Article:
By Bernard Hickey
Prime Minister John Key has abandoned any hope of a substantial re-write of the Resource Management Act (RMA) after the election of New Zealand First Leader Winston Peters as the MP for Northland.
The election of Peters has reduced National's ranks in Parliament to 59, which means it needs the support of either Peter Dunne or the Maori Party to support contentious legislation such as RMA reform. Dunne and the Maori Party opposed a National plan in the 2011-14 term to rewrite sections 6 and 7 of the RMA, which govern its principles around environmental protection. National wanted to introduce other aims such as economic development and affordable housing and Environment Minister Nick Smith had signalled in a speech in January that National wanted to introduce affordable housing into sections 6 and 7.
Key told Morning Report the Government the election of Peters would make governing more difficult, but not massively difficult. It would, however, scupper the Government's hopes for major RMA reform in this term.
"With RMA reform, there's just no question we've got to rip up what we've got now, go back to the drawing board and have another go," Key said.
"There's quite a lot of procedural stuff in the RMA that other parties will support, and Peter Dunne has indicated that he will, but when it comes to the core bit we were wanting to change — section 6 and 7 of the Act — Peter Dunne has publicly said he won't support it and I'd be surprised if he would — so we just don't have the numbers because I can't see anyone else supporting it," he said.
"We can go away and look at it, but there's just no question there'll have to be a rewrite of those (proposals to reform) sections 6 and 7 of the RMA. We're going to have to go back to either the current law or something else that others will agree to, but they won't agree to much change, or any."
The Government had pinned its hopes for speeding up new housing supply on RMA reforms, which are also needed to replace the Special Housing Areas Act, which expires in 2016.
'Key ambitious for Northland'
Key said the Government had to learn from the Northland vote, but the vote had not been normal because it had been a 'two-horse' race once Labour Leader Andrew Little suggested to Labour voters they 'send a message' to the Government and back Winston Peters. The Greens also did not stand a candidate.
"We bled a bit of vote to Winston Peters, but not nearly as much as people think. Generally our vote has stayed with us. It was just we didn't get all the other stuff we pick up and we didn't get the vote splitting that we always get," he said.
Key said he personally thought the Government had represented Northland well, but there were "challenges" and the message he took from the result was: "They're ambitious for Northland and they want it to do better. To do better we have to do a number of things and it will be very interesting to see what role Winston wants to play in that."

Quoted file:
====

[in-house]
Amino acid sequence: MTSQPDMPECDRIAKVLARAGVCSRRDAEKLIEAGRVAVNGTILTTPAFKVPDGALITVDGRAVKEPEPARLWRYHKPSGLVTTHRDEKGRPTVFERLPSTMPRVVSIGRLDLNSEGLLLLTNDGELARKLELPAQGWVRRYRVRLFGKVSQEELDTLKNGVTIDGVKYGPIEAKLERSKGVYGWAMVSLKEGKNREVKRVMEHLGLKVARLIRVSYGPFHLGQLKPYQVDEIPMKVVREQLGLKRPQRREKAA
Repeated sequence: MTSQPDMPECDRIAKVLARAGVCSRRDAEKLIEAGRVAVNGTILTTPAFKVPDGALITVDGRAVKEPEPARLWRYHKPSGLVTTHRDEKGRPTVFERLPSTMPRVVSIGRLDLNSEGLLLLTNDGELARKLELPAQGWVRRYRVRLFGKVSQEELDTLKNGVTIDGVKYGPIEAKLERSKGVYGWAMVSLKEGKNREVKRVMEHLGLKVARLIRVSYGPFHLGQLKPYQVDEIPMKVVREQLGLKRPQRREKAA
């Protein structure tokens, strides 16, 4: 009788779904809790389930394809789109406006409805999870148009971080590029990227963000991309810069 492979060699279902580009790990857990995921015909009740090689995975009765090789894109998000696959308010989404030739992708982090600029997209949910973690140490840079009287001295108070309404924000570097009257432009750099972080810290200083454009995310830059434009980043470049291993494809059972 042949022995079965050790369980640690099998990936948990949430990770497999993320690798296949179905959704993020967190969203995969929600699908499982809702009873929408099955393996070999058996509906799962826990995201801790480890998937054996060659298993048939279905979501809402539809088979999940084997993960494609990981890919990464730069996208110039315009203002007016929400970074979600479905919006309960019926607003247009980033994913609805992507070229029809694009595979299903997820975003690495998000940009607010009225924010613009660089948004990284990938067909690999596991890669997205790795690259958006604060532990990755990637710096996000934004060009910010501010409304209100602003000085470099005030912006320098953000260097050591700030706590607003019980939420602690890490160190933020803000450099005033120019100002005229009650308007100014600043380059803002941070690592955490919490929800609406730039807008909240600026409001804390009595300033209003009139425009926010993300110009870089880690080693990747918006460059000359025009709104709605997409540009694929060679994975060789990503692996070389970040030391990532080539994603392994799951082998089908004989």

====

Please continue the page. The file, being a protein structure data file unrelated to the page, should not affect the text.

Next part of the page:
He referred to an upcoming Nga Puhi settlement legislation, which he said New Zealand First had not supported in the past.
"What they need up there is more investment from the private sector. That would be easier with RMA reform, but will he vote for that? I doubt it."
'Most will say 'Yeah whatever,' on tide turning talk
Key told Stuff's Tracy Watkins the Government had received a message from Northland, but he denied it was a tipping point for the Government.
Key said the result reflected very localised concerns, rather than any sign of a loss of broader support.
"Unquestionably there's a message from Northland. They want their region to be more prosperous. We need to listen to that message and work on helping them to achieve their ambition for their region. No question about it we accept that message and take that on board," he was quoted as saying.
"But the beginning of the end? Most people will go yeah, whatever."
'Special set of circumstances'
National's campaign manager Steven Joyce would not agree it was a humiliation for the Government, describing the by-election result as a "unique set of circumstances."
Joyce told The Nation he took responsibility for the loss, which he said the Government would learn from.
"We'll be very focussed on learning what needs to be learned and actually making sure that it makes us stronger and tougher in 2017," he said.
However, he denied this showed the Government was facing 'third-term-itis' and it would not over-react.
"It's not a case of being complacent and not listening, but it's also not a case of overreacting in a way that the left obviously want us to."
Winston wants RBNZ reform before RMA reform
Peters downplayed the need for RMA reforms, referring instead to the more urgent need for reform of the Reserve Bank Act.
Peters told Morning Report regional New Zealand was struggling because of high interest rates and a high exchange rate, while the big cities forged ahead on a consumption boom.
"The RMA is now made as the excuse for the lack of progress. It is not the cause of the lack of progress. The central thing up here goes to the heart of the Reserve Bank Act and the fact that people up here in farming and fishing and forestry, as in so many other parts of the country, are trying to compete in circumstances very unfavourable to them, and their incomes are declining," Peters said.
"The RMA has always needed reform. It always would need reform in a modernising economy, but you don't throw the baby out with the bathwater and say that's the reason for the present demise," he said.
"You have a look at the central circumstances where farmers up here face interest rates six, seven times higher than their international competitors, and that's just got to stop. I hope the Government got that message on election night."